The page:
6. dyamanoha_

    dyamanoha_

    Joined:
    Mar 17, 2013
    Posts:
    15
    Just wanted to mention that I ran into this exact same issue.

    Code (CSharp):
    1.         this.stationsListElement.makeItem = () =>
    2.         {
    3.             VisualElement ve = stationView.CloneTree();
    4.             ve.RegisterCallback<GeometryChangedEvent>(OnStationViewSized);
    5.             return ve;
    6.         };
    7.  
    8. ...
    9.  
    10.     private void OnStationViewSized(GeometryChangedEvent ge)
    11.     {
    12.         Debug.Log(((VisualElement)ge.target).resolvedStyle.height);
    13.     }
    just prints 30. The elements are closer to 100 pixels in height.

    This seems like a pretty significant flaw in the class design, sizing should all be handled internally. Looking forward to seeing this get cleaned up.

    I'm early enough in my project where I don't need to add a hack like Chuck_s's last comment and I'm just going to hardcode the height for now.
     
  7. unity_griendeau

    unity_griendeau

    Unity Technologies

    Joined:
    Aug 25, 2020
    Posts:
    123
    The dynamic height support I mentioned in my previous comment is now part of the ListView class in 2021.2 and higher. So if you set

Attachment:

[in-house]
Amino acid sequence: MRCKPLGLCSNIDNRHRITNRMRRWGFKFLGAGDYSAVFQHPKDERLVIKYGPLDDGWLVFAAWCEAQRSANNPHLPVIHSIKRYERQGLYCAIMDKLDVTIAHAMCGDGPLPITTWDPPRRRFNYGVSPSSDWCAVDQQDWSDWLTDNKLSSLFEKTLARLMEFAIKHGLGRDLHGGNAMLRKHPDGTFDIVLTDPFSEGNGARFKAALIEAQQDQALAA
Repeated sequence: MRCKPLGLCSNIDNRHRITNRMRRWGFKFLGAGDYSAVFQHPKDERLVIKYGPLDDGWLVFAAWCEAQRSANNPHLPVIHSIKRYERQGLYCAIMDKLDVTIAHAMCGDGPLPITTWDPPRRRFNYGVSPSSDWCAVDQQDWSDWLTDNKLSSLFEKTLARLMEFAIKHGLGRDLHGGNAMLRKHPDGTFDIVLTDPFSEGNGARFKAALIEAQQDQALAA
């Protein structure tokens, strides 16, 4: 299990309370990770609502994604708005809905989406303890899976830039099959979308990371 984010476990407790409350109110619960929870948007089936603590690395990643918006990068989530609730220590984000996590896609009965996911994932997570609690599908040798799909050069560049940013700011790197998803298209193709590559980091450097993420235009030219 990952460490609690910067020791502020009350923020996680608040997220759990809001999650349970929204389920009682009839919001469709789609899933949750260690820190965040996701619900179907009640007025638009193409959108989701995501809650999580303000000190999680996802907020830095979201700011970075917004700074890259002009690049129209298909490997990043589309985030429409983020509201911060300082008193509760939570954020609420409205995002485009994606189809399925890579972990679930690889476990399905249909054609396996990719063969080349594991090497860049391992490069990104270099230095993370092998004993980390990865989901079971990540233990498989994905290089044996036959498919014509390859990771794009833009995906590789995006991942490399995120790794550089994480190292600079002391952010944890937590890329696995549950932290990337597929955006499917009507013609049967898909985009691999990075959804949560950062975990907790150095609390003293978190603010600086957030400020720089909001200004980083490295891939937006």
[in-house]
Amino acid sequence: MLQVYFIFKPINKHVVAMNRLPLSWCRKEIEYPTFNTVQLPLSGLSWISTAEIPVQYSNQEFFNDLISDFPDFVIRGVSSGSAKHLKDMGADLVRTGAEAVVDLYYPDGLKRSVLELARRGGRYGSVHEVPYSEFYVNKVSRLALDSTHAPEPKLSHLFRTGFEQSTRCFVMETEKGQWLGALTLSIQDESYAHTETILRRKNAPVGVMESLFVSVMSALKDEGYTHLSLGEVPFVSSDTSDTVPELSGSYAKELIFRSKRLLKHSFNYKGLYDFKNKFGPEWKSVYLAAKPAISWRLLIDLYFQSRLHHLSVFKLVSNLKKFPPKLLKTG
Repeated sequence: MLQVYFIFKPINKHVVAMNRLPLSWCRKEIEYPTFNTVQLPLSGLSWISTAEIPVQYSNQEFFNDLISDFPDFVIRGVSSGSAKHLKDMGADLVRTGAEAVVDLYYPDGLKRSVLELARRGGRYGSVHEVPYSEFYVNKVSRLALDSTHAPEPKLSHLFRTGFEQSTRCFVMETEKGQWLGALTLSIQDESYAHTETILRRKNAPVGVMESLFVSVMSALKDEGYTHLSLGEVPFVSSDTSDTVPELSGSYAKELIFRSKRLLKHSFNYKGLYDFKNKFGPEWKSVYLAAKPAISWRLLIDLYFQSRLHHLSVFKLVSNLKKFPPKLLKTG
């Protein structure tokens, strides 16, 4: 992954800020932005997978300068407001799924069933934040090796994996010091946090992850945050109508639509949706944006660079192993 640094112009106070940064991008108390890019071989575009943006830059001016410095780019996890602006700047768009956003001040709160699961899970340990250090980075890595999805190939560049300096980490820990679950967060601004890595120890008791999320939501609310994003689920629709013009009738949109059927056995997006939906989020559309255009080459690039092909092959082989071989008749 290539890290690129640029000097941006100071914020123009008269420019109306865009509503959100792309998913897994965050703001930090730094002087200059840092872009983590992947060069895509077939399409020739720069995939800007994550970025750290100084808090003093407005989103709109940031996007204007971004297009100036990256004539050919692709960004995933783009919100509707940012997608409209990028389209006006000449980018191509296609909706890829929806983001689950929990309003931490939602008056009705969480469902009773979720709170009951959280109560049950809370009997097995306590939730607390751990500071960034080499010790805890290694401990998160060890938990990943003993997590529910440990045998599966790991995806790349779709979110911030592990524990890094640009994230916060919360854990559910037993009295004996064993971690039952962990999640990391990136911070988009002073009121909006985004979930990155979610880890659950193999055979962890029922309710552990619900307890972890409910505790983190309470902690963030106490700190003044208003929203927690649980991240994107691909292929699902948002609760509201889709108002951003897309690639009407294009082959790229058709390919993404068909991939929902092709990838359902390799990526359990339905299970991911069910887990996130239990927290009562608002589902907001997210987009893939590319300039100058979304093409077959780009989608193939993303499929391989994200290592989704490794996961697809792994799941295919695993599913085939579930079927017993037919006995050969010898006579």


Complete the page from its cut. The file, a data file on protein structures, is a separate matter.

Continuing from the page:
listView.virtualizationMethod = CollectionVirtualizationMethod.DynamicHeight;
    , the ListView will wait for the item to layout and use that height to place the items. You can also have different heights and it will work.
    The virtualizationMethod is still FixedHeight by default. In that mode, you need to specify the height of one item with the
    fixedItemHeight
    property. The class is designed like that to optimize item virtualization and layout for simple list views.
     
  8. dyamanoha_

    dyamanoha_

    Joined:
    Mar 17, 2013
    Posts:
    15
    > The class is designed like that to optimize item virtualization and layout for simple list views.

    Interesting, I guess the ship is sailed but it seems like designing the interface for simplicity first with extra configuration for optimization would be preferable.

    I'm currently doing some feature work on 2021.1.21, but I'll upgrade as soon as I'm done to check it out